Nature, Nonfiction, Reflection, Seasons, Uncategorized

The Turn of the Year

Winter is an etching, spring a watercolor, summer an oil painting, and autumn a mosaic of them all.

Stanley Horowitz

The budding and flowering of trees in their wonderful order of yellow, white, pink, and then purple. The humming of bumblebees. The fresh and eager songs of returning birds.

The disappearance of those same bright flowers and the subsequent growth of their leafy replacements. The reddening of the rabbits and the deer; a shivering glimpse of the first snake of the season.

The start of the summer thunderstorms, their bruise-colored clouds looming on the horizon each day as afternoon shades to evening. The silence and stillness before the onslaught of furious rain.

Then the lush green of summer dims, mellows, grows large and golden, heavy with seeds. The spiders emerge overnight to lace windows, shrubs, and branches with their webs.

Geese fly overhead. Squirrels dart from tree to tree. A chill enters the air, a draft creeping into all the nooks and crannies of the house. On misty morning drives, you glimpse the silver flash of deer in the trees.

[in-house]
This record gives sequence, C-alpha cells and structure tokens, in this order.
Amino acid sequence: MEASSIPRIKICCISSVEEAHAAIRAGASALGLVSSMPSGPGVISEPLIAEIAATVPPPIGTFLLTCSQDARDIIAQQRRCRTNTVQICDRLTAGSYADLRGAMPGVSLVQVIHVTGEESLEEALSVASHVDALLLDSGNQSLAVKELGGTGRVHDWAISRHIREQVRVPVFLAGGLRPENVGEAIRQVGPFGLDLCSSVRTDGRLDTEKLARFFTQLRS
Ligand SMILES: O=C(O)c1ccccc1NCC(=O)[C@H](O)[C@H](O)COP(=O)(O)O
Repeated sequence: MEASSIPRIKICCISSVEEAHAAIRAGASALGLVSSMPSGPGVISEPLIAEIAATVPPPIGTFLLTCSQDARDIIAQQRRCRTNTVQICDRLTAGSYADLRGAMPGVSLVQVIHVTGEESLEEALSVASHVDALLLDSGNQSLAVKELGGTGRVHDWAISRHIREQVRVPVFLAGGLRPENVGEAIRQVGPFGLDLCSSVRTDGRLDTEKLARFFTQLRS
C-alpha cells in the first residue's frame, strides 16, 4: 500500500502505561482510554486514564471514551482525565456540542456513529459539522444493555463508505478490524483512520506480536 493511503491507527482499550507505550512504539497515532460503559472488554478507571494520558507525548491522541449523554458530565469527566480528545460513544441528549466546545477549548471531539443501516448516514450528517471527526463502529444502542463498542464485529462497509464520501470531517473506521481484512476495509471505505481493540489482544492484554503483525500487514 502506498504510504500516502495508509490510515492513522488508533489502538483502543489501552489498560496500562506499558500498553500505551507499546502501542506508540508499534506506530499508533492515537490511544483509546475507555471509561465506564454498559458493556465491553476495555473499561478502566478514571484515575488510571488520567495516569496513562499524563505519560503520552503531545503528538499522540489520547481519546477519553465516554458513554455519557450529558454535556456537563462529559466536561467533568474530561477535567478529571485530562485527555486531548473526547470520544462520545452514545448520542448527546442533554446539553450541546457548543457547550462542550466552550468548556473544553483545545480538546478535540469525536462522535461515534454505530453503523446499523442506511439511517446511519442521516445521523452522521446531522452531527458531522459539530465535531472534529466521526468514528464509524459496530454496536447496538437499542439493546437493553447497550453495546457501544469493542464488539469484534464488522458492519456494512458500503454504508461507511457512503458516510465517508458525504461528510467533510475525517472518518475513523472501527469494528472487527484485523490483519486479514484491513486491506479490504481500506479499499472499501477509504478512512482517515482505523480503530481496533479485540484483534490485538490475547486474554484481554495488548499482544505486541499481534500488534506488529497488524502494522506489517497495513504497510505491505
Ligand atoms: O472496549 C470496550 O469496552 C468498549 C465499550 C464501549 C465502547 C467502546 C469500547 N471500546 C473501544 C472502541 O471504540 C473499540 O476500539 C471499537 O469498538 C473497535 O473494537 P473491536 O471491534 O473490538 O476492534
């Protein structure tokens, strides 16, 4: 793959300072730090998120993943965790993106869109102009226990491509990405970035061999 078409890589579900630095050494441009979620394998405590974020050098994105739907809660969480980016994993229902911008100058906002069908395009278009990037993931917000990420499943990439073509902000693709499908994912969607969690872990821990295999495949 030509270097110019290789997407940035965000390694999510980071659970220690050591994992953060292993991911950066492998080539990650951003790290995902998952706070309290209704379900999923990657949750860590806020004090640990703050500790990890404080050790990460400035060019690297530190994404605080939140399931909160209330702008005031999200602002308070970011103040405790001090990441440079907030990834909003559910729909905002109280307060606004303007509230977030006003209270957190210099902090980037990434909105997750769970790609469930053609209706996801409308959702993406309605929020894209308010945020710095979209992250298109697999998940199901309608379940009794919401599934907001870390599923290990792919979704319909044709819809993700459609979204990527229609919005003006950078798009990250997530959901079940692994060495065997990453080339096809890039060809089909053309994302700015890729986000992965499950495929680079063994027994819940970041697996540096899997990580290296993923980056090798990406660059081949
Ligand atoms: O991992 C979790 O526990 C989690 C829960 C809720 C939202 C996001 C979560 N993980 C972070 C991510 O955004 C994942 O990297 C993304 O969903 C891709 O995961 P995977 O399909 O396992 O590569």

Cold rain and dropping temperatures. The warm-blooded hunker down to hibernate or huddle together.

Milk and bread runs. The first weak flurries of snow alternate with the whistling wind and the scratching of twigs on the windows.

Silent, sodden days and cold, chattering nights. Christmas lights. Bright flashes of cardinals are the only color aside from pine and cedar and holly.

Then you begin waking to sunrises of pink, sherbet, and butter yellow. They promise that spring is inching closer, day by day, like a shy animal.

And in six weeks, depending on the groundhog, the wheel turns once again…

2 thoughts on “The Turn of the Year”

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